November 24, 2011

Smooth Criminals


At his Dead End Follies site, Benoit Lelievre recently posted the details of his Smooth Criminals challenge. It’s pretty simple really: you have a year to read a book within eight categories and write a review of it.

I haven’t been reading as much as I would like recently. Between my own writing, the day job’s stress, and Maria’s health issues, I just haven’t had much time. When I do have time, my patience for reading material is very small: if the book doesn’t grab me in some way by X number of pages then I move on. I’ve put down more books over the last several months than I can count. Hopefully, the challenge will spur me onward toward finishing something.

My choices (so far) are:

Hardboiled Classic:
I, The Jury--I know Thomas Pluck is reading this too. Great minds think alike, I guess. Honestly, mostly, it’s because I tried reading Spillane years ago and hated it. I know that’s a statement that will probably get me beat and I’m sure Max Allan Collins is probably now plotting my death somewhere, but I thought I’d try again. See if I felt the same.

Noir Classic:
Build My Gallows High by Geoffrey Homes--the basis for the Robert Mitchum film Out of The Past. For some reason it’s sat unread on my shelf.

Prison Book:
On The Yard by Malcom Braly--I’ve been wanting to read this for a while. Originally published in 1967, Braly wrote this book while doing time in San Quentin. It’s a classic of “prison lit,” known for it’s sharp dialogue and large cast of characters.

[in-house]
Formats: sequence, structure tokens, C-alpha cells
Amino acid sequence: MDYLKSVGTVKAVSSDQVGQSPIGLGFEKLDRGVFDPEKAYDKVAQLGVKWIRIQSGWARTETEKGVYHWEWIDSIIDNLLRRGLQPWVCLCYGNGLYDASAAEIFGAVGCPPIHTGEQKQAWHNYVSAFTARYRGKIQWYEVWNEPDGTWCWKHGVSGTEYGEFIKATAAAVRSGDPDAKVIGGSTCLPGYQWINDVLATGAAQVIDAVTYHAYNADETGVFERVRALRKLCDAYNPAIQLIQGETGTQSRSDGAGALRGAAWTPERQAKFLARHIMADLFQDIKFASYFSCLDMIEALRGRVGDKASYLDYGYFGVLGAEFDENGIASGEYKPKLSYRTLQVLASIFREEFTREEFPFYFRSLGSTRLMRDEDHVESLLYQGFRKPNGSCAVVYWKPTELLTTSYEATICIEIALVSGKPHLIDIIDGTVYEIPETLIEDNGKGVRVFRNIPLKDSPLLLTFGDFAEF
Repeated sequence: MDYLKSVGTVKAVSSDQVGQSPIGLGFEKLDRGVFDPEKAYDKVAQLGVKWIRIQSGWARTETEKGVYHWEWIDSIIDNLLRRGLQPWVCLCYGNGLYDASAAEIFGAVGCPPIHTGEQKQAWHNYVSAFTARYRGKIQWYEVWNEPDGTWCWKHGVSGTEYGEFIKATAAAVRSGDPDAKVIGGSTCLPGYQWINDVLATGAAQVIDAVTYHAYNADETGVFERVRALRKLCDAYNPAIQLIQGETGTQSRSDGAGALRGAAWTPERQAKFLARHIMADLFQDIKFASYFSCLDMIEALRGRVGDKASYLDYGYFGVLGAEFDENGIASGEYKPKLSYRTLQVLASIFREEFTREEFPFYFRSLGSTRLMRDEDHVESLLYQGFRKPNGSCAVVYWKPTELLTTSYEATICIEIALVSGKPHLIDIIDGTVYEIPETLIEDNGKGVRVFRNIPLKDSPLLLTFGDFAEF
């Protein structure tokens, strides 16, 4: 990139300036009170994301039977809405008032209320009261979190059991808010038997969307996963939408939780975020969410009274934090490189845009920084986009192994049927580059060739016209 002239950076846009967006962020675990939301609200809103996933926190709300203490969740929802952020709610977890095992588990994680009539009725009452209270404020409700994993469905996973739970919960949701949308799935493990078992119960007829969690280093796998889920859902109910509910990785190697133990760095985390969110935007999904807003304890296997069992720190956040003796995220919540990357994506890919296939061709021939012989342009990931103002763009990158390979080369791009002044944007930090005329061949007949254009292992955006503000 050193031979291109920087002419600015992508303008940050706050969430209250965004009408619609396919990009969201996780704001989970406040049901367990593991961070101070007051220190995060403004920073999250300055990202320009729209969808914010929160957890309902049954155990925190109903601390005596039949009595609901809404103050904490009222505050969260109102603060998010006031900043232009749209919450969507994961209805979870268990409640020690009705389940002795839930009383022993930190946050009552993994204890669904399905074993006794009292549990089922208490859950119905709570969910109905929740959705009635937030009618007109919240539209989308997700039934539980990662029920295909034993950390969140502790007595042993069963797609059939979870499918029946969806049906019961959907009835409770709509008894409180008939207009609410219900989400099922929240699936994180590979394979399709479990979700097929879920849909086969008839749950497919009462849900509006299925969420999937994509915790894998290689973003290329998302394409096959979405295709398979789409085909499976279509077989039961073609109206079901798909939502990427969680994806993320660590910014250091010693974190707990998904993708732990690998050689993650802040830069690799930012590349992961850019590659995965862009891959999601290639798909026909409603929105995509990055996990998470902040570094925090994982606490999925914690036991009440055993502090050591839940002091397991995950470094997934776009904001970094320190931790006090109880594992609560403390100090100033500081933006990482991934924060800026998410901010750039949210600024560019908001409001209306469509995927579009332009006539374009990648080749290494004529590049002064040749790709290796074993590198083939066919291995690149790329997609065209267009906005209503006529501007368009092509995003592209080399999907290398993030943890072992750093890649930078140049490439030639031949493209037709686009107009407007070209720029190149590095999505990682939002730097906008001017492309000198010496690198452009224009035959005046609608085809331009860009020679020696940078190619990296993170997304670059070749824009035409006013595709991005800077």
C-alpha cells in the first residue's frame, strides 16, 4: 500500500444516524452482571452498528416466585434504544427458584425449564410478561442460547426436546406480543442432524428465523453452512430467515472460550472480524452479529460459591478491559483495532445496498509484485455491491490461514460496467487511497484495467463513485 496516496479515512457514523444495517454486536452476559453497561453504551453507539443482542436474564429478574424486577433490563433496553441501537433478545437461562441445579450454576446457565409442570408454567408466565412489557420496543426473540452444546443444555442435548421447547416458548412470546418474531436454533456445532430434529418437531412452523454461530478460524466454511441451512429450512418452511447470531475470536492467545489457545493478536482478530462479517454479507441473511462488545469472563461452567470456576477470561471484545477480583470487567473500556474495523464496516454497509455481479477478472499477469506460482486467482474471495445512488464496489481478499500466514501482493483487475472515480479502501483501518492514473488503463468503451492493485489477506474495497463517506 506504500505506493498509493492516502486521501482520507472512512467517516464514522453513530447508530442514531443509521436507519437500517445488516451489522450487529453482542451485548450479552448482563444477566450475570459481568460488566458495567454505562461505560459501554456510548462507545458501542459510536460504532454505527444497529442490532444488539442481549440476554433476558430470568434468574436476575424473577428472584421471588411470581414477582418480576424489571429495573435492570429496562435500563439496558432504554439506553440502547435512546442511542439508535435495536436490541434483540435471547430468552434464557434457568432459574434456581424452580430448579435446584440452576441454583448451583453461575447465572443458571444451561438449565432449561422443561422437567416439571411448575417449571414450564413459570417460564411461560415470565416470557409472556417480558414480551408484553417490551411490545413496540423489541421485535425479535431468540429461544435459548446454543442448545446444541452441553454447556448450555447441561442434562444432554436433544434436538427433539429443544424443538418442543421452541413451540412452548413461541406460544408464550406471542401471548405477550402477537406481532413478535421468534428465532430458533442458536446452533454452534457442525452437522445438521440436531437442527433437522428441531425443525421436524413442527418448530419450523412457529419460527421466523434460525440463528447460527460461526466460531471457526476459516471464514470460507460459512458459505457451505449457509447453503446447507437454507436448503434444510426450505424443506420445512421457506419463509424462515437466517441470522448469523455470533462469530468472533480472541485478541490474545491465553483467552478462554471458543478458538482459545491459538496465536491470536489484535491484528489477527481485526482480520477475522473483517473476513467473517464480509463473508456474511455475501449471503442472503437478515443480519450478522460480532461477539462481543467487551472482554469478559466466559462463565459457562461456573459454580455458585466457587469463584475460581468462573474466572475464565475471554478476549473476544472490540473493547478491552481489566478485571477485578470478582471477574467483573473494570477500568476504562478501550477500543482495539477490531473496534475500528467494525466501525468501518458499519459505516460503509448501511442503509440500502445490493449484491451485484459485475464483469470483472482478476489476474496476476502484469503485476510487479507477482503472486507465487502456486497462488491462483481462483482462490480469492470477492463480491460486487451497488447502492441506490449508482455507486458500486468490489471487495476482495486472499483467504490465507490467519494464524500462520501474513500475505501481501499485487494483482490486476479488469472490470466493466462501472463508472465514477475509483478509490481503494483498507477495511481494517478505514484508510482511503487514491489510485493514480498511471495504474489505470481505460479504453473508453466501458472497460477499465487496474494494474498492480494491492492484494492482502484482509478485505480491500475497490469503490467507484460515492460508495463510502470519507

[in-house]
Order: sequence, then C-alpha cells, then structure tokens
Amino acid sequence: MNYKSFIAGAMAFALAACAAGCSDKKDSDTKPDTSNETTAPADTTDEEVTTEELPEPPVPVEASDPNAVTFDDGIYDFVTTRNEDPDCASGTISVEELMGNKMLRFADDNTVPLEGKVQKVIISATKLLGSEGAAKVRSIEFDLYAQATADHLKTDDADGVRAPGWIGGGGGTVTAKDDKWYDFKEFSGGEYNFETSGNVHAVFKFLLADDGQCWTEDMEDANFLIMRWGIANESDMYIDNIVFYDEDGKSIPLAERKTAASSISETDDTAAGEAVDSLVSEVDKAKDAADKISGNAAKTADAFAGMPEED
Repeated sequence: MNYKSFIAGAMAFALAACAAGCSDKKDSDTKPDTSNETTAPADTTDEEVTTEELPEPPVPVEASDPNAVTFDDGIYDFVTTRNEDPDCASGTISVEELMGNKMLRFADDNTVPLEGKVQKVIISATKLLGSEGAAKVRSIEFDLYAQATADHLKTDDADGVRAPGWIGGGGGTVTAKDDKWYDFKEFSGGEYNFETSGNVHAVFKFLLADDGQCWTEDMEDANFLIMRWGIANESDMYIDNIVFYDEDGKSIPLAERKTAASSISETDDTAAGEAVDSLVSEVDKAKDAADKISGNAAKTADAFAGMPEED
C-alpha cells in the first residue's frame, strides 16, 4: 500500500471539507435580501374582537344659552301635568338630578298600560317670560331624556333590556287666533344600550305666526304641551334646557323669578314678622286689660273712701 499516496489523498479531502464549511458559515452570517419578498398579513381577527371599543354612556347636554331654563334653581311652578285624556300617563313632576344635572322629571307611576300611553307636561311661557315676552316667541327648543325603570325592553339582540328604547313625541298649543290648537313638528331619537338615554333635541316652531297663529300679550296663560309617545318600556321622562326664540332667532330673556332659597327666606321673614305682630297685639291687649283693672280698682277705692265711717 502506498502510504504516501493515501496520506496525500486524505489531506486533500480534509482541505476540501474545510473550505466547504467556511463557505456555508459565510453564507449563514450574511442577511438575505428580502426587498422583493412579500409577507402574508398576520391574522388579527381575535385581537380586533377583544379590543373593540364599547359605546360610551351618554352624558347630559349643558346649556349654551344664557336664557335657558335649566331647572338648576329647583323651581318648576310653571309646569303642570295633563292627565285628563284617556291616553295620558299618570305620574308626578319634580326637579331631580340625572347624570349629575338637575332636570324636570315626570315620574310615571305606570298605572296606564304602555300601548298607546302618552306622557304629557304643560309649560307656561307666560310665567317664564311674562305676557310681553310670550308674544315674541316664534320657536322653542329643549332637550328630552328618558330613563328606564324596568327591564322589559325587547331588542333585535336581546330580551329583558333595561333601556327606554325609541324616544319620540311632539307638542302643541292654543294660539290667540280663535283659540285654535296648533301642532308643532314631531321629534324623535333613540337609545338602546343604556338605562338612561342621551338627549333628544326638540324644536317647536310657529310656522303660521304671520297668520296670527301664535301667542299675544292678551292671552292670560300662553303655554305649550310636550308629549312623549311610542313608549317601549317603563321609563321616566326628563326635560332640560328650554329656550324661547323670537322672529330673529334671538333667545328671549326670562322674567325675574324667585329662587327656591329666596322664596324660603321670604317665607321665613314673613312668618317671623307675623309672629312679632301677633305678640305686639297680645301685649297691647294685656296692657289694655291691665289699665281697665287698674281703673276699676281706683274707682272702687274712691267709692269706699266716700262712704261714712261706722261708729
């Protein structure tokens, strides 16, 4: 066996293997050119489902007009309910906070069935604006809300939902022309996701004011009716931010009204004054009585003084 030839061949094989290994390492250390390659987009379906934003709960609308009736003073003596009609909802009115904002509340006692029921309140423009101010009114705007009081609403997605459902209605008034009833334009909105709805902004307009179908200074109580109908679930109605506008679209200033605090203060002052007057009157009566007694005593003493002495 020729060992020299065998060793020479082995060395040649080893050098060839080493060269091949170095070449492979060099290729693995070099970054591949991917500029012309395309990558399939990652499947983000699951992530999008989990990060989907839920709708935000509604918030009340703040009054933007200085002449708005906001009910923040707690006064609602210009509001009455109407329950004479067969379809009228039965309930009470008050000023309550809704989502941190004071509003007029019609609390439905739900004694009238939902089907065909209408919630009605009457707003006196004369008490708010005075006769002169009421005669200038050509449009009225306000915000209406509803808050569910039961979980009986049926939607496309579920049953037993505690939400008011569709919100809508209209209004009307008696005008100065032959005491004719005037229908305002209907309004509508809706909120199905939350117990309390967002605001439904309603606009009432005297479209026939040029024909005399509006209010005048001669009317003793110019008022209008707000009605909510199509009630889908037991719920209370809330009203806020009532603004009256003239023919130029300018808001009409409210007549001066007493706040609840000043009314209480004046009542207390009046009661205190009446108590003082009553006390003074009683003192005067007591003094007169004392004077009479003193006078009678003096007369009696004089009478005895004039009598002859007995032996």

Book Written By A Writer Who Did Time:
You Can’t Win by Jack Black--No, not that Jack Black. This one was a turn of the century thief who wrote only one book, his memoirs. It was William Burroughs’ favorite book and the stylistic inspiration for Junky.

Book With A Psychopath As Protagonist:
Blackburn by Bradley Denton--I read this years ago. I’ve been wanting to read it again to see if I still believe there are only two books worth reading about serial killers: Blackburn and Shane Stevens’ By Reason Of Insanity.

Gothic Novel:
Carmilla by J. Sheridan LeFanu--the vampire classic I can’t believe I've never actually read. This one may be cheating just a little since I think it’s technically considered a novella. If so, blame Ingrid Pitt.

Classic Where The Plot Revolves Around A Crime:
Haven’t decided on this one yet. Maybe the Moonstone by Wilkie Collins?

The Why The Hell Am I Doing This To Myself Book:
Same with this category.
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